Now I want to smoke the pipe, even just once.

Lately the bikes have need attention. New fork seals, chain and cassette for my bike. Put the fork from my hardtail on Jolene's bike (since hers died.)

Rode the Bridal Veil loop tonight - Water Tank, Betty, Belt, Frank, Water Tank, Dragon's Back, Pipe Road, Nun's Park, BST, Indian Hills. I really enjoyed the ride. No one else out, just me alone on the trails. Saw the blue rock, a tarantula and 3 piles of deer guts (yep, the hunt is on). Still didn't make the top switchback going down Indian Hills, but did on the 4th try (I think I've got it now). Lots of cruising, felt great. Man, I love riding bikes!

Unusual Excitment

There was in the place where I live an unusual excitement on the subject of mountain bike racing. It commenced with the Intermountain Cup, but soon became general among the region of country. Indeed, the whole district seemed affected by it, and great multitudes united themselves to the different race events, which created no small stir and division amongst the people, some crying, “Single speed here!” and others, “29er, there!” Recently a race from point to point has captured the imagination and caused no small zeal among the people.

My mind at times was greatly excited, the cry and tumult were so great and incessant.

At length I came to the conclusion that I must either remain a recreational cyclist or take up racing in earnest.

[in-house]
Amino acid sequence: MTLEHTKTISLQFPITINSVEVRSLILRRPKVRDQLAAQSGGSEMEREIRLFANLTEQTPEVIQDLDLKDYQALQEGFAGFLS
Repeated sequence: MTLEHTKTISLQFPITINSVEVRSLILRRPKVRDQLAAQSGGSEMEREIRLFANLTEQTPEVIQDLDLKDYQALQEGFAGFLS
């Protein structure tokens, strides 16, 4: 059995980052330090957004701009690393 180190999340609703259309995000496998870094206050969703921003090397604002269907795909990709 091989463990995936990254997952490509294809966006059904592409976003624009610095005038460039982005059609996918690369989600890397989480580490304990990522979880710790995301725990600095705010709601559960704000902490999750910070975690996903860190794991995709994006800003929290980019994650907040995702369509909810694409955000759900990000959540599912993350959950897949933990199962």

So, in accordance with this, I retired to the woods of Payson Canyon. It was on the morning of a beautiful, clear day.

After I had retired to the place where I had previously designed to go, having looked around me, and finding myself on my bike, I clipped in and began to ride.

Yesterday I rode the Blackhawk loop with Jolene, Mark and his brother Paul. The trails were in good condition and we had a very enjoyable ride. The day was sunny and bright but not too hot.

We rode at a good pace and took several breaks to regroup, eat or just look around. And we horsed around trying some stunts multiple times. Paul made this attempt to go over some logs.

Paul and I had flats but they didn't take long to fix.

Jolene gets props for cleaning a rough climb on the Rock Creek trail. I got bucked off on a rooty section but Jolene finessed it.

The long descent of Jones Ranch was a highlight, as was Bennie Creek (even though Jolene blew out her fork on Bennie).

We ate at a non-chain drive-in in Payson - I had a cheeseburger and hand-cut fries with sauce and Jolene had a scone with honey butter. A nice way to end the ride.

I thought about the PCP2P race a few times and easily concluded I was happy with the ride we just finished. But I do want to ride up in Park City some more now that the revival is over.